Review for Osamu Tezuka's Metropolis Steelbook
I’ll admit to more than a few double takes when Eureka Entertainment announced that they would be releasing Osamu Tezuka’s Metropolis. It’s here on Blu-ray for the first time in English speaking territories. Certainly Eureka have been providing cinephiles with the best in classic cinema, given the best possible presentation, and they have released the odd animation, such as Ralph Bakshi’s Wizards. They’ve also released plenty of classic Japanese cinema as well, but up until now, they’ve steered clear of anime, Japanese animation. I certainly wasn’t expecting them to take a chance on a medium that caters to a small niche fan-base, unless it’s Ghibli, Akira, or Ghost in the Shell. But let’s face it, if they were to release an anime, it would be Metropolis. After all Eureka Entertainment have championed the cause of Fritz Lang’s masterpiece on home cinema in recent years, first releasing the reconstructed version on gorgeous Blu-ray in 2010. Then in 2015, they gave it a re-release, this time including the Giorgio Moroder version of Fritz Lang’s Metropolis on a second Blu-ray. So if any anime would catch Eureka’s eye, it would be Osamu Tezuka’s Metropolis, adapted from the godfather of manga’s early work after his death by director Rintaro, based on a story by the creator of Akira, Katsuhiro Otomo.
Yet it all could have been the most tenuously linked release yet, with only the name in common. Tezuka stated that he never saw the Fritz Lang movie, and that it was actually seeing a poster of that film, the iconic image of the robot Maria that inspired him to create his manga. Yet the world that he created, and that Otomo and Rintaro adapted have certain parallels to the original movie.
Shunsaku Ban is a private detective from Japan, visiting the city of Metropolis with his nephew Kenichi on a case. He’s trying to find a Dr Laughton, but has wandered into the city amid grand celebrations for the completion of the city’s new Ziggurat, marking the dawning of a new age for mankind. But tensions beneath the surface of this society are about to erupt. Robot labour has created a dispossessed underclass, and factions have formed to attack the robots and take control. Meanwhile, the ruling class are ready to use this for their own ends, and Duke Red wants to wrest control of the city away from the President. However, his plans extend far beyond the city, and the Ziggurat is far more than merely an edifice to mankind’s hubris. Key to his scheme is a robot that Laughton is building in the image of Red’s own dead daughter.
Red hasn’t figured his own adopted son Rock into the equation though. Rock despises robots and believes that Laughton has deceived his father. He attacks Laughton and destroys his lab, which is when Shunsaku and Kenichi stumble on the scene. The two get separated and Kenichi rescues the newly activated Tima. Fleeing with her into the city’s underworld, the two begin to form a friendship, but they remain in danger from Rock. A bigger danger remains hidden however, for Tima believes that she is human. If she discovers her true nature, the ramifications for Metropolis could be disastrous.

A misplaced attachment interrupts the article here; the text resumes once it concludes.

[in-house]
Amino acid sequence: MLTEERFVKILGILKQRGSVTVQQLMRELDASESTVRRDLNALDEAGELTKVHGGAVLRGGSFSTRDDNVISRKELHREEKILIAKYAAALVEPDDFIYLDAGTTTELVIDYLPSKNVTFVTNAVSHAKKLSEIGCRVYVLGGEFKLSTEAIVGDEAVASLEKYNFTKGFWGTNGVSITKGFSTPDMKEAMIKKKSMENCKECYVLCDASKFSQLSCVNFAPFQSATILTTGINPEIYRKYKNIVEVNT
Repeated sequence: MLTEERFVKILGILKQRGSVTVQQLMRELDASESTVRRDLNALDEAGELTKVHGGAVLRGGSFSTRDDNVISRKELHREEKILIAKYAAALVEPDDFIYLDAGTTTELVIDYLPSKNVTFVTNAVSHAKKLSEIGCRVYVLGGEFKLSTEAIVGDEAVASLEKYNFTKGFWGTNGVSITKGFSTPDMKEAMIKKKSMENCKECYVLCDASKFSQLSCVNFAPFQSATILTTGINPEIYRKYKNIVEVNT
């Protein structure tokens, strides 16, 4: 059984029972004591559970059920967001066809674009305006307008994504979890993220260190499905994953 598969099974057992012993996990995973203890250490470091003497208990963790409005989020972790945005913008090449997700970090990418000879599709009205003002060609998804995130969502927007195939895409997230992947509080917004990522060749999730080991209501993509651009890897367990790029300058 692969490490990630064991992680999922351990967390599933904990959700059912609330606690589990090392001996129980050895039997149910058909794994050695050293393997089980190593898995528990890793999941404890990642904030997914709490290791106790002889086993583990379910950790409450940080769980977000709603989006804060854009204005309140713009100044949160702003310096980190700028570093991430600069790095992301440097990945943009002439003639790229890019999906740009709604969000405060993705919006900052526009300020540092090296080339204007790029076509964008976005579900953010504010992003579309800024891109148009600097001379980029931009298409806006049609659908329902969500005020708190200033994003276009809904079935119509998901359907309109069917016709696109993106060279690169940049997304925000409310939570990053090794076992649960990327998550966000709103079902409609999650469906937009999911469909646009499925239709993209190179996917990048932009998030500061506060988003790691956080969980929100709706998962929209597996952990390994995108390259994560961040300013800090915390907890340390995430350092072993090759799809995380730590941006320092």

Metropolis gets a 1.85:1 widescreen 1080p transfer on this disc, and at first glance it isn’t too impressive. Certainly in these days of Blu-ray re-masters going back to original negatives and applying extensive restorations, Metropolis looks like a mundane transfer from a film print, probably the same master as used for the DVD. There’s no print damage or any significant dirt, but there are film artefacts like cine-wobble, flicker, and the odd bit of warping that I saw in one scene. There is no digital banding of the sort that I’ve come to expect from anime, smooth colours changing into gradients, especially during scene fades. However there is an oddity in bright even colours in that there is some sort of horizontal striping (most noticeable during close-ups of Tima’s hair). The traditional cel and paint anime problem of darker scenes losing detail does crop up here, and when the animators use the ‘cheat’ of zooming into frames, you do get a loss of resolution, increased softness, and increased granularity of the image.
All of that whinged... Metropolis looks gorgeous on Blu-ray. This is a film that makes extensive use of CGI to create its world design, and its backgrounds. The detail, the lushness of the colours that the Blu-ray brings out makes it feel as if you’re watching a completely different film from that on DVD. I was seeing detail, learning things about this world that I had never known before, and I have seen that DVD several times now. Metropolis takes its cue from the Fritz Lang film in some respects, with the iconic throne scene from the poster mirrored here. This Metropolis is also a multi-layered city, with grand zeppelins finding room to manoeuvre amidst the art deco style architecture.
For those who are familiar with the svelte and stylised anime characters in most Japanese animations, the 50-year-old character designs of Metropolis will come as quite a shock. These characters have more in common with European comic designs, such as those found in Tintin or Asterix graphic novels. The faces are often caricatured, the bodies are short and stocky, and the way they move is markedly different. The movie may be 15 years old now, but the blending of CGI and traditional 2D animation is still pretty seamless. There is a charming, cluttered feel to the animation, every scene has a couple of dozen things going on at any one time, and there are visual treats in every corner of the frame. This may be the most animated anime around, in a medium where stillness and shortcuts are still often used. The editing takes its cue from films of yesteryear in much of the same way that Star Wars does, and seeing the various cuts, wipes and dissolves between scenes also gives a retro feel to the film, despite the technical achievement.
The images in this review were kindly supplied by Eureka Entertainment.
Metropolis offers you the choice of English and Japanese, both in DTS-HD MA 5.1 Surround, and PCM 2.0 Stereo format. You have the choice of three subtitle tracks, the original translated subtitles, the US theatrical subtitles (akin to a first draft ADR script), and for the first time we get Hard of Hearing English subtitles that directly match the English dub. For this viewing I opted for the Japanese surround audio with the original subtitles. The surround audio is epic on the Blu-ray, immersing you in the film, enveloping you in this mechanical marvel of a future city in ways that the original DVD release only hinted at.